Ramesh Chand from Kula Eco Park supervises an iguana release by Yanuya school children.


Nature-Fiji developed an educational display at the Yanuya Community Hall.

The Fijian Crested Iguana – known to scientists as Brachylophus vitiensis – are only known from a few Fijian islands including: Yadua Taba, Macuata, and Monuriki, and nowhere else on Earth. The land area of Monuriki is only 40 hectares, and yet somehow, it is home to Crested Iguanas—whose ancestral origins are still a mystery to scientists.


“Their closest iguana relatives apart from the other Fijian iguanas are more than 8,000 kilometers away in the Galápagos and southwestern North America, and their genetics suggests an even more confusing ancestry,” says Dr. Robert Fisher, U.S. Geological Survey, who is based in California but has studied Fijian natural history for 25 years. “It’s another reason why Fiji’s native wildlife and habitats are important to science, and important for the local community to protect for future study and appreciation.”


Hatched and raised at Kula Eco Park at Korotogo to an age and length sufficient to increase their odds of surviving predators, this is the first time that Fijian Crested Iguanas (and the first Fiji endangered species ever) have been bred in captivity and then introduced into the wild. Now, Australian, U.S., and Fijian scientists will track the survival of these 32 young lizards, which each have a unique microchip inserted to identify them when they are recaptured, so that their growth and health can be recorded and compared.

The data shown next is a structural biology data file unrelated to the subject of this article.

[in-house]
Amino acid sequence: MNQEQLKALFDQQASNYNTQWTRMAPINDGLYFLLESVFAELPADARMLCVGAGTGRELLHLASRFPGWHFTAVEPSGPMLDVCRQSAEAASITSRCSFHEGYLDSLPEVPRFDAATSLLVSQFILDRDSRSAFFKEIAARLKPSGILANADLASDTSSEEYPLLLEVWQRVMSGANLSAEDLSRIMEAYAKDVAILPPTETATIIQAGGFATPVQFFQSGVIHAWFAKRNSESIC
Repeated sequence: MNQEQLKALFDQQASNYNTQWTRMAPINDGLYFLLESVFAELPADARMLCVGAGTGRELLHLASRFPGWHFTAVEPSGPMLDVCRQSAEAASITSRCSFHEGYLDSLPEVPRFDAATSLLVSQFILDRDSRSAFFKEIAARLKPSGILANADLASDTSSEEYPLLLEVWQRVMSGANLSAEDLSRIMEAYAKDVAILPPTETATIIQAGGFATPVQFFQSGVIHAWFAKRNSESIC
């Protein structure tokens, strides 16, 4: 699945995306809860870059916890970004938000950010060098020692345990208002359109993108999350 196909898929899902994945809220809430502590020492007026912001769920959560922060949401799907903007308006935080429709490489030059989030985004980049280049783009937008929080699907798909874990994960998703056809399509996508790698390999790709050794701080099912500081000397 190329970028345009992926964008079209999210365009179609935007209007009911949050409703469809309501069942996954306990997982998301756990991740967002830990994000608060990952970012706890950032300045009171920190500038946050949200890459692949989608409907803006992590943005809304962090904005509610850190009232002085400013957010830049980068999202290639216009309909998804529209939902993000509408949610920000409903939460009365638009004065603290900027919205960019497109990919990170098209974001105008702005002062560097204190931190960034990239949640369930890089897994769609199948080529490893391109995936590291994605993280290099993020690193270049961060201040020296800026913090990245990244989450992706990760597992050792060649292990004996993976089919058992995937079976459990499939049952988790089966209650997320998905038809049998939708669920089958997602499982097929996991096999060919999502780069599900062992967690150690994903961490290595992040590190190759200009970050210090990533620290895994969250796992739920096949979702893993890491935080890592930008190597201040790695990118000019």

“It’s a proud moment for us all,” said Ramesh Chand, Director and Manager of the breeding program at Kula Eco Park, “By allowing us to remove a few of the remaining iguanas and breed new stock from them, the traditional landowners have potentially saved a piece of Fiji’s natural heritage from extinction, and we are delighted with the results achieved.”


But the removal of the “invaders” is already having benefits beyond iguanas. Recovery of the unique dry forest can be seen in the emergence of many young native trees and shrubs which provide essential food and shelter for the iguana and other wildlife. Birds, such as the Banded Rail previously unrecorded for the island are now being observed, and nesting seabirds like the Wedge-tailed Shearwater are breeding successfully and the colony is expected to increase over time.